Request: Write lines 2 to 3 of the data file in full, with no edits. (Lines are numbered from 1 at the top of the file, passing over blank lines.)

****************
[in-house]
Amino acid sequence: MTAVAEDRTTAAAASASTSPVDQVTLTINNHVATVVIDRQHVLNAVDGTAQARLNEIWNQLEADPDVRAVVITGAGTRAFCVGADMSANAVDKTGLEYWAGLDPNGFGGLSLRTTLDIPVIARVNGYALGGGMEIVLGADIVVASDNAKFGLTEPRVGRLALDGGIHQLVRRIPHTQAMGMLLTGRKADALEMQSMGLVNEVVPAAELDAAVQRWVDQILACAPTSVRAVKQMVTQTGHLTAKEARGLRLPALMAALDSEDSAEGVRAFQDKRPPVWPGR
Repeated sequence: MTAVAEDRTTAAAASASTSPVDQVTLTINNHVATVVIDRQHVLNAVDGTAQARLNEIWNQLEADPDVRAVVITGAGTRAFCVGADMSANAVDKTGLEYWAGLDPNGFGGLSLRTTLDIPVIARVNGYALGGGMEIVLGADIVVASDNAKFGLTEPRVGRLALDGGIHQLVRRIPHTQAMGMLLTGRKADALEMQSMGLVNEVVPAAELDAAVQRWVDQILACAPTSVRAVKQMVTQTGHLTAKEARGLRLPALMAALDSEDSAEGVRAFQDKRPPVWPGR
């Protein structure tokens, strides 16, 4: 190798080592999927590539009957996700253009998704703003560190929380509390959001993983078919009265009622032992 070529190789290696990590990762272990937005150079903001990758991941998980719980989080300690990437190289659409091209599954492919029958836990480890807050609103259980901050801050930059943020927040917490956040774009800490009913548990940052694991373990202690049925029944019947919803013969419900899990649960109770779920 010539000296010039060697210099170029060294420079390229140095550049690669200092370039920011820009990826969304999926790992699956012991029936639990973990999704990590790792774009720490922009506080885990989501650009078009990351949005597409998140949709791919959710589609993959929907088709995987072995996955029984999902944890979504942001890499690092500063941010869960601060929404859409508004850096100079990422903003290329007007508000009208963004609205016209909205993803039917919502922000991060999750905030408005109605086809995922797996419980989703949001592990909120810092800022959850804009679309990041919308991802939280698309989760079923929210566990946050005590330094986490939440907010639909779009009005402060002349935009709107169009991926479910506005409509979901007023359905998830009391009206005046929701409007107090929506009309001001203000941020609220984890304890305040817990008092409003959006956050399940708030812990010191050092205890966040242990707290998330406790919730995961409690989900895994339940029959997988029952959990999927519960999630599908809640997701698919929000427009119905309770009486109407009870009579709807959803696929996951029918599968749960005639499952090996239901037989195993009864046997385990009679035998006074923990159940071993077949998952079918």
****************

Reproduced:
Amino acid sequence: MTAVAEDRTTAAAASASTSPVDQVTLTINNHVATVVIDRQHVLNAVDGTAQARLNEIWNQLEADPDVRAVVITGAGTRAFCVGADMSANAVDKTGLEYWAGLDPNGFGGLSLRTTLDIPVIARVNGYALGGGMEIVLGADIVVASDNAKFGLTEPRVGRLALDGGIHQLVRRIPHTQAMGMLLTGRKADALEMQSMGLVNEVVPAAELDAAVQRWVDQILACAPTSVRAVKQMVTQTGHLTAKEARGLRLPALMAALDSEDSAEGVRAFQDKRPPVWPGR
Repeated sequence: MTAVAEDRTTAAAASASTSPVDQVTLTINNHVATVVIDRQHVLNAVDGTAQARLNEIWNQLEADPDVRAVVITGAGTRAFCVGADMSANAVDKTGLEYWAGLDPNGFGGLSLRTTLDIPVIARVNGYALGGGMEIVLGADIVVASDNAKFGLTEPRVGRLALDGGIHQLVRRIPHTQAMGMLLTGRKADALEMQSMGLVNEVVPAAELDAAVQRWVDQILACAPTSVRAVKQMVTQTGHLTAKEARGLRLPALMAALDSEDSAEGVRAFQDKRPPVWPGR